Excessive devotion to the saints would appear in the eyes Protestant critics as evidence of the corruption of the faith by superstition, even paganism. Sadly, this time of year in which we celebrate the communion of saints, we also recall the rending of that communion through the events of the Protestant Reformation. Still, when Martin Luther began his public challenge to the Church on All Hallows’ Eve of 1517, he did so not primarily in defiance of Church teaching on intercessory prayer or prayers for the dead, but rather against what was at the time the relatively recent practice of applying meritorious works (indulgences) to relieve the suffering souls of Purgatory.
Luther’s tendentious reading of the scriptural understanding of justification by faith nonetheless quickly ballooned into a full-scale attack on a whole range of Church teachings and practices, including Purgatory itself and the broader tradition of intercessor prayer and devotion to the saints. Protestants affirmed the Nicean Creed, though retained only an attenuated notion of the communion of saints. Protestant historical imagination became similarly stunted. With the thousand years preceding the Reformation dismissed by Luther as the “Babylonian Captivity of the Church,” Protestants replaced devotion to the saints with a greater emphasis on the heroes of the Old Testament figures—which, with all due respect to the tradition of typology, seems an odd substitute for those wishing a more Christ-centered faith.
Protestants would, of course, develop their own histories tracing the path of “true” Christianity since the Reformation—though histories careful to distinguish themselves from legend and myth, and on guard lest the honoring of past heroes undermine the primacy of Christ.
For better or for worse, a version of such rationalism has colored the modern Catholic approach to the communion of saints. Even before the Reformation, Catholic scholars engaged in re-writing saints’ lives in accord with new Renaissance standards of elegance also expressed greater concern to verify the historical accuracy of earlier accounts. The Council of Trent would require evidence of miracles as part of its newly rigorous procedure of canonization but the post-Reformation Church would put greater emphasis on devotion to saints as role models of virtue and piety rather than wonder workers.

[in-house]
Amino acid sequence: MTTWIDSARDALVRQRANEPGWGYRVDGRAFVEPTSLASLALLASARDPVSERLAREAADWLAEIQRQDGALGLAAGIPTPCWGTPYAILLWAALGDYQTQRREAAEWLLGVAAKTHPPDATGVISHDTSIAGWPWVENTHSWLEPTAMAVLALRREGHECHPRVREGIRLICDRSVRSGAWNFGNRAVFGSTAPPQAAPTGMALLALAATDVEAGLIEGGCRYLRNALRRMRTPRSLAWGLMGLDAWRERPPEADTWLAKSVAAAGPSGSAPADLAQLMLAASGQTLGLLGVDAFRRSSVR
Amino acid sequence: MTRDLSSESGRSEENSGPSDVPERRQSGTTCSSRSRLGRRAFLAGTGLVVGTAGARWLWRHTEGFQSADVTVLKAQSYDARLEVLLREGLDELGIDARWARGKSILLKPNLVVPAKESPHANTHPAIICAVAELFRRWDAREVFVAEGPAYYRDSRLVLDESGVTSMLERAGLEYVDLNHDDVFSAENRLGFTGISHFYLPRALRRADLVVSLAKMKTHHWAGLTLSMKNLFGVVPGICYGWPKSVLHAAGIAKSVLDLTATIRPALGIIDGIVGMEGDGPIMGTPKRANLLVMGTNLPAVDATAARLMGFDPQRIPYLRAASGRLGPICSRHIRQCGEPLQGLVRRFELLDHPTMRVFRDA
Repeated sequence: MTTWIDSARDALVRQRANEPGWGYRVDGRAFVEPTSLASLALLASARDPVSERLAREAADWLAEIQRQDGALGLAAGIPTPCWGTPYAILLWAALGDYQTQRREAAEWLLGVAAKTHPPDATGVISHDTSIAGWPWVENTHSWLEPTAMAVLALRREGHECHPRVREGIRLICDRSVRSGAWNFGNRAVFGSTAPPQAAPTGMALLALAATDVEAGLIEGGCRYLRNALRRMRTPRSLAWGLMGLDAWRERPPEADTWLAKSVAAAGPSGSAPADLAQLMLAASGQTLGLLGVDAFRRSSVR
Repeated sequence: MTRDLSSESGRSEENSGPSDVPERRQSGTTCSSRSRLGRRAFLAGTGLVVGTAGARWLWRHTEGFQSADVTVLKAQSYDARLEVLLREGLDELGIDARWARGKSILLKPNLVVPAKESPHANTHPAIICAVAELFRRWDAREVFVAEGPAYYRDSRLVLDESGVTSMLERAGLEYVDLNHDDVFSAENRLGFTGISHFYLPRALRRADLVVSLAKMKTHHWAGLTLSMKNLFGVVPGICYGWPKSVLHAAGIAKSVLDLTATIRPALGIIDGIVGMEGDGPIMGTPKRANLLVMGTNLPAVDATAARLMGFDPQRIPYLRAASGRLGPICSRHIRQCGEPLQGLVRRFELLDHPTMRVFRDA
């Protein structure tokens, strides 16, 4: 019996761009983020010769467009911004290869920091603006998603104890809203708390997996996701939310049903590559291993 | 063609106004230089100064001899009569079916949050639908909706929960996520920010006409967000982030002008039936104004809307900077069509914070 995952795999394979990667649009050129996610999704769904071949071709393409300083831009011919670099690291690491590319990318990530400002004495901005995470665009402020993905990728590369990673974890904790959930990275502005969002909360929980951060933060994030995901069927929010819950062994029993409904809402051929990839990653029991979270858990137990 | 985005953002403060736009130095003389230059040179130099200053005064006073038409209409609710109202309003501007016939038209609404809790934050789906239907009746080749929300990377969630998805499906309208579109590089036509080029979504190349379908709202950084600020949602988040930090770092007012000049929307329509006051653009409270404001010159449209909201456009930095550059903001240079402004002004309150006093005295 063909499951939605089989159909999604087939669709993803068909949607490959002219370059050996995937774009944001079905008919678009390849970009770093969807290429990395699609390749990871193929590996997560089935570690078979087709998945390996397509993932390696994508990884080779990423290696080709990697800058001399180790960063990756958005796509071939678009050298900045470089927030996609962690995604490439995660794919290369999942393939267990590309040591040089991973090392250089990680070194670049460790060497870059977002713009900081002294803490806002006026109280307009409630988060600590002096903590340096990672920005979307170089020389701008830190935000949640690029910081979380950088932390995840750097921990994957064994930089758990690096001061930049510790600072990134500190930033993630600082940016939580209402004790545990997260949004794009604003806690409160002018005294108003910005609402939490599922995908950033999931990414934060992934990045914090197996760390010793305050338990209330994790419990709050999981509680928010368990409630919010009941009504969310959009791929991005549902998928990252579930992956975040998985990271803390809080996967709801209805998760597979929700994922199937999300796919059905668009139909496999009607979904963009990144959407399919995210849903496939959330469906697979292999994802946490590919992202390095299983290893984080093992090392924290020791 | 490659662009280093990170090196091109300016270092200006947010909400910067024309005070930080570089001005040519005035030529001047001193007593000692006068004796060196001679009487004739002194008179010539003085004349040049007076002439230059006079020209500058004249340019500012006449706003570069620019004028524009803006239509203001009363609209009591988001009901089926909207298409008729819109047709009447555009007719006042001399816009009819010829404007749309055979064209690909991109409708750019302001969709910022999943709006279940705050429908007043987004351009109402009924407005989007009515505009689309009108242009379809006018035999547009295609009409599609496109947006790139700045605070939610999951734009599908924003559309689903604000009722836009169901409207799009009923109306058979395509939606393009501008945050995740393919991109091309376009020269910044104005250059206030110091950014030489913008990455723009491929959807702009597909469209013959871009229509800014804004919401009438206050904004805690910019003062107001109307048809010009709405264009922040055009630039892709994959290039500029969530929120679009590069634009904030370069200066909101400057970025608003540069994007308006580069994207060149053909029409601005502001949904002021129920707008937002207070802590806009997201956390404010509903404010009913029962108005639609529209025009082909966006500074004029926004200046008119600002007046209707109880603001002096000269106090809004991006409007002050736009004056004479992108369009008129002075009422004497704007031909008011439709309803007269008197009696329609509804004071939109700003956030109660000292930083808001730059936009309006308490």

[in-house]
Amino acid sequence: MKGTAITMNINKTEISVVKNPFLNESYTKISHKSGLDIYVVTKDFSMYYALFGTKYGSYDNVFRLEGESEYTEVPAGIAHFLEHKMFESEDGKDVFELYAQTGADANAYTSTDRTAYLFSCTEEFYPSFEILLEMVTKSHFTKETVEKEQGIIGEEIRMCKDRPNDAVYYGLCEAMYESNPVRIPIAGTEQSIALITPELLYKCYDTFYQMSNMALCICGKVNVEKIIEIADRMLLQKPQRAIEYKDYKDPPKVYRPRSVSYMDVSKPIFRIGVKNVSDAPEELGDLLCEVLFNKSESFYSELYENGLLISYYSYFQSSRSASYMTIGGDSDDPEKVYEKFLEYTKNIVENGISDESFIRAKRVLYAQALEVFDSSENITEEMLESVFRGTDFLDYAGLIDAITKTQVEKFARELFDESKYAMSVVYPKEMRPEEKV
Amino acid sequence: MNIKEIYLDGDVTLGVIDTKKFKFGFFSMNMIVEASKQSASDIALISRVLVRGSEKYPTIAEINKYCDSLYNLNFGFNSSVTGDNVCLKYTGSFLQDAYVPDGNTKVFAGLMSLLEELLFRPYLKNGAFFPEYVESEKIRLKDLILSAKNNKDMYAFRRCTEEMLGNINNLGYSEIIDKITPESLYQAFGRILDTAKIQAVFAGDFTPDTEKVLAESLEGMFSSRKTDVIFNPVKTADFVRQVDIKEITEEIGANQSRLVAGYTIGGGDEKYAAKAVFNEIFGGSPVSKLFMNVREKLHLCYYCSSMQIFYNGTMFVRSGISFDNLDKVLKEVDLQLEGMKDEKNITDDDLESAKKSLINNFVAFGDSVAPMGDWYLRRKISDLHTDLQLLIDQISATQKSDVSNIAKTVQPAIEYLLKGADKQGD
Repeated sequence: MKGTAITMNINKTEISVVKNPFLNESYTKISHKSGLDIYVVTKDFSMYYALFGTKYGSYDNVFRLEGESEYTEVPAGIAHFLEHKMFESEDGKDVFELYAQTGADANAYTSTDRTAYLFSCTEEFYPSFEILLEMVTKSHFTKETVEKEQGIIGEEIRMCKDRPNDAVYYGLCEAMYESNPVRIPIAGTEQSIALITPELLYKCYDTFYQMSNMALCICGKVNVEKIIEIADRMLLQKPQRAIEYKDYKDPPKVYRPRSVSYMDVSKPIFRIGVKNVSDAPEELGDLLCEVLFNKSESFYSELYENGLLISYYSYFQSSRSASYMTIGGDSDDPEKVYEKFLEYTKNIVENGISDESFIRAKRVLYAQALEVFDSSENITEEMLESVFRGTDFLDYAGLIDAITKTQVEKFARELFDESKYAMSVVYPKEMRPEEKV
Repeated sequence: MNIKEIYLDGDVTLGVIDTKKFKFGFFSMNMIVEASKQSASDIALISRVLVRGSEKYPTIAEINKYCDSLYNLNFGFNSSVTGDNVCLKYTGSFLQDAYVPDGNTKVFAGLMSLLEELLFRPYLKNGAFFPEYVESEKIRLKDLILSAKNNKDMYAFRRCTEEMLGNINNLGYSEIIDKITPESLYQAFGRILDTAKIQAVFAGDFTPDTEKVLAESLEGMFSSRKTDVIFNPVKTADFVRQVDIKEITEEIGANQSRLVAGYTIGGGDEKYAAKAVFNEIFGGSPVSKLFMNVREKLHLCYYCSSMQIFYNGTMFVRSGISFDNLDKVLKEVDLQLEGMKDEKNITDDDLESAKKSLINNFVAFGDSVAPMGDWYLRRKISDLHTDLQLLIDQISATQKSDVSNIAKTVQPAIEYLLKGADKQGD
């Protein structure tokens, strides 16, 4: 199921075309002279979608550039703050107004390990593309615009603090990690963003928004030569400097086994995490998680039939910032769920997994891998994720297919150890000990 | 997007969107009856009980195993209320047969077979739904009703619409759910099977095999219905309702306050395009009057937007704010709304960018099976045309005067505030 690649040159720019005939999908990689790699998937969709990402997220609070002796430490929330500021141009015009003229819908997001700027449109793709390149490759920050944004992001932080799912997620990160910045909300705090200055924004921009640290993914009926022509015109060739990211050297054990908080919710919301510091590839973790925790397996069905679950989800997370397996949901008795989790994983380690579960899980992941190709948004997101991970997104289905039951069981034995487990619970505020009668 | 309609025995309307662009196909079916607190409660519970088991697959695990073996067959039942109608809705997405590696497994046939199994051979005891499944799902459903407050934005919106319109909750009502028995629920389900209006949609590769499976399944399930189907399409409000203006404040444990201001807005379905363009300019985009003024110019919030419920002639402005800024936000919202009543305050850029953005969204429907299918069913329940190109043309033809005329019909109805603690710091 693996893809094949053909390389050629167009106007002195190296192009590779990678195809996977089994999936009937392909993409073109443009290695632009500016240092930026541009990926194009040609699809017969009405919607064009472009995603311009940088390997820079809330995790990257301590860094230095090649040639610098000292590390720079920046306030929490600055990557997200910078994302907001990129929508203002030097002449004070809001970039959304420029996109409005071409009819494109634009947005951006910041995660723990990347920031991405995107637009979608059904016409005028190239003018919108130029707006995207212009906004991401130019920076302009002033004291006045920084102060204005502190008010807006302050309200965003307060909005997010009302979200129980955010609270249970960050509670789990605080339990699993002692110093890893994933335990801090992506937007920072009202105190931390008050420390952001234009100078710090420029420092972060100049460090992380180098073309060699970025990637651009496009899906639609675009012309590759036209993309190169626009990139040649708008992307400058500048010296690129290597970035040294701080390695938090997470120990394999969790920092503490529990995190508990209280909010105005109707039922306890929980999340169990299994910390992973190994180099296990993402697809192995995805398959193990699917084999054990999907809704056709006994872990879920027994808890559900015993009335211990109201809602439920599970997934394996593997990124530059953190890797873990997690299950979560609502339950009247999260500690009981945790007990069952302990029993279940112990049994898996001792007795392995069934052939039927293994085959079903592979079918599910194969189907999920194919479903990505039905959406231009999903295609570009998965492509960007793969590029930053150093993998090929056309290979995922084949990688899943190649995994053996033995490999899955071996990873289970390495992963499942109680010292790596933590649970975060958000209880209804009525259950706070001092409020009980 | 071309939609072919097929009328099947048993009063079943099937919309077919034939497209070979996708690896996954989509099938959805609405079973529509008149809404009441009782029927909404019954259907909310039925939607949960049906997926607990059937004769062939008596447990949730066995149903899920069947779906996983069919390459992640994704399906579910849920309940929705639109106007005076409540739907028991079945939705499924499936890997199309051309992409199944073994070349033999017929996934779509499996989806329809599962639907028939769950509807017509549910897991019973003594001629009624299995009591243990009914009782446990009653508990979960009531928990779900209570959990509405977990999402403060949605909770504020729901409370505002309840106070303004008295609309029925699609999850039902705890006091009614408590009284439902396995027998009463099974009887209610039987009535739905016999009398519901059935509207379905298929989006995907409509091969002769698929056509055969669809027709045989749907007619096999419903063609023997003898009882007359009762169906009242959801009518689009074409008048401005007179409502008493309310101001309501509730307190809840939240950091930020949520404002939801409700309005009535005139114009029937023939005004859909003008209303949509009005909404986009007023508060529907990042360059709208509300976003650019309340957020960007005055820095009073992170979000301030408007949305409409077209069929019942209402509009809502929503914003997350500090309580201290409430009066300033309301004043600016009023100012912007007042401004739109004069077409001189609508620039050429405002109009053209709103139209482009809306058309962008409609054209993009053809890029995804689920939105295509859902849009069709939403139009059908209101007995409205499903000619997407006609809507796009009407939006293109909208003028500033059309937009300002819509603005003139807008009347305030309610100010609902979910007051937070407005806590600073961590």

Beyond the issue of devotion itself, the Church would step up its efforts to suppress the raucous festivities that traditionally accompanied the celebration of the feast days of saints. Church leaders took the Reformers’ criticisms to heart and sought to cleanse devotion to the saints of all traces of immorality and residual paganism. This was a much harder battle than the clarification of doctrine at Trent itself. It would rage on for centuries, into the streets of the nineteenth-century American city, where recently arrived immigrants sought to continue their rural, peasant traditions of festivity under the censorious glare of Irish-American clergy, products of yet another in the many waves of Trent-inspired reform in field of clerical education.
We see echoes of this struggle over festivity in recent debates over the celebration of Halloween, the secular holiday that overlaps with All Saints/All Souls. For this overlap, we have, ironically in light of my previous observations, the Irish to blame. Growing up Irish Catholic in America, I never thought of Halloween as particularly Irish. I first became aware of the connection while reading Daniel Patrick Moynihan’s famous essay on Irish-America in his 1964 book (with Nathan Glazer) Beyond the Melting Pot. Lamenting the assimilation of the Irish into the colorless norms of lower-middle class American culture, he observed that the Irish will no longer be viewed as cultural curiosities who, for some unknown reason, went wild at Halloween.